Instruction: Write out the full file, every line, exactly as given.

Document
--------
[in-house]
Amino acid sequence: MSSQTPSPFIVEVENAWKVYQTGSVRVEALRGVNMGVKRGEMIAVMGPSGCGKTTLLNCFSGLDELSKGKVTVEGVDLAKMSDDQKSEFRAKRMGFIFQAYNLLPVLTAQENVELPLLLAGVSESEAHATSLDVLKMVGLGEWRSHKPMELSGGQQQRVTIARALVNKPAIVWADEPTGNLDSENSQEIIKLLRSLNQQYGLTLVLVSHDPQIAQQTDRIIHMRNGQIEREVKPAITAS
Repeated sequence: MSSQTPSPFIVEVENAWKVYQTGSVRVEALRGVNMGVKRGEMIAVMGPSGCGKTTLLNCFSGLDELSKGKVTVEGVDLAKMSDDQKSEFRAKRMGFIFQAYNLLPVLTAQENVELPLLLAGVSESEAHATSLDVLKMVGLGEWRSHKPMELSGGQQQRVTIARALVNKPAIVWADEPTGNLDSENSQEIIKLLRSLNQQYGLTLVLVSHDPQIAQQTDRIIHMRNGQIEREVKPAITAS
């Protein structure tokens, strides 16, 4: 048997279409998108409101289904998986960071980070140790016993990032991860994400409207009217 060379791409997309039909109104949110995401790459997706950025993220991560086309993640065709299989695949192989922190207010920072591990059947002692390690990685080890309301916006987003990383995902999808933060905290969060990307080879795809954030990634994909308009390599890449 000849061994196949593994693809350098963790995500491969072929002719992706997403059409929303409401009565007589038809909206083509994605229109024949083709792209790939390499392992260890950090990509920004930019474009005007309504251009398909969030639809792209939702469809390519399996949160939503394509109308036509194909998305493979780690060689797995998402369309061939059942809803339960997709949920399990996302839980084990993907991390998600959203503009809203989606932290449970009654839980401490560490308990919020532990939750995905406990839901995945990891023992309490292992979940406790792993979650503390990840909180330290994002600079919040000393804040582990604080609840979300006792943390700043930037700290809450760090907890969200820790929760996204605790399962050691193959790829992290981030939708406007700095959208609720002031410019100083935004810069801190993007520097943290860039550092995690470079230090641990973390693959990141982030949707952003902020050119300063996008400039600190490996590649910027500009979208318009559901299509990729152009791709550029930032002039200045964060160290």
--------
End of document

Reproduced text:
[in-house]
Amino acid sequence: MSSQTPSPFIVEVENAWKVYQTGSVRVEALRGVNMGVKRGEMIAVMGPSGCGKTTLLNCFSGLDELSKGKVTVEGVDLAKMSDDQKSEFRAKRMGFIFQAYNLLPVLTAQENVELPLLLAGVSESEAHATSLDVLKMVGLGEWRSHKPMELSGGQQQRVTIARALVNKPAIVWADEPTGNLDSENSQEIIKLLRSLNQQYGLTLVLVSHDPQIAQQTDRIIHMRNGQIEREVKPAITAS
Repeated sequence: MSSQTPSPFIVEVENAWKVYQTGSVRVEALRGVNMGVKRGEMIAVMGPSGCGKTTLLNCFSGLDELSKGKVTVEGVDLAKMSDDQKSEFRAKRMGFIFQAYNLLPVLTAQENVELPLLLAGVSESEAHATSLDVLKMVGLGEWRSHKPMELSGGQQQRVTIARALVNKPAIVWADEPTGNLDSENSQEIIKLLRSLNQQYGLTLVLVSHDPQIAQQTDRIIHMRNGQIEREVKPAITAS
């Protein structure tokens, strides 16, 4: 048997279409998108409101289904998986960071980070140790016993990032991860994400409207009217 060379791409997309039909109104949110995401790459997706950025993220991560086309993640065709299989695949192989922190207010920072591990059947002692390690990685080890309301916006987003990383995902999808933060905290969060990307080879795809954030990634994909308009390599890449 000849061994196949593994693809350098963790995500491969072929002719992706997403059409929303409401009565007589038809909206083509994605229109024949083709792209790939390499392992260890950090990509920004930019474009005007309504251009398909969030639809792209939702469809390519399996949160939503394509109308036509194909998305493979780690060689797995998402369309061939059942809803339960997709949920399990996302839980084990993907991390998600959203503009809203989606932290449970009654839980401490560490308990919020532990939750995905406990839901995945990891023992309490292992979940406790792993979650503390990840909180330290994002600079919040000393804040582990604080609840979300006792943390700043930037700290809450760090907890969200820790929760996204605790399962050691193959790829992290981030939708406007700095959208609720002031410019100083935004810069801190993007520097943290860039550092995690470079230090641990973390693959990141982030949707952003902020050119300063996008400039600190490996590649910027500009979208318009559901299509990729152009791709550029930032002039200045964060160290």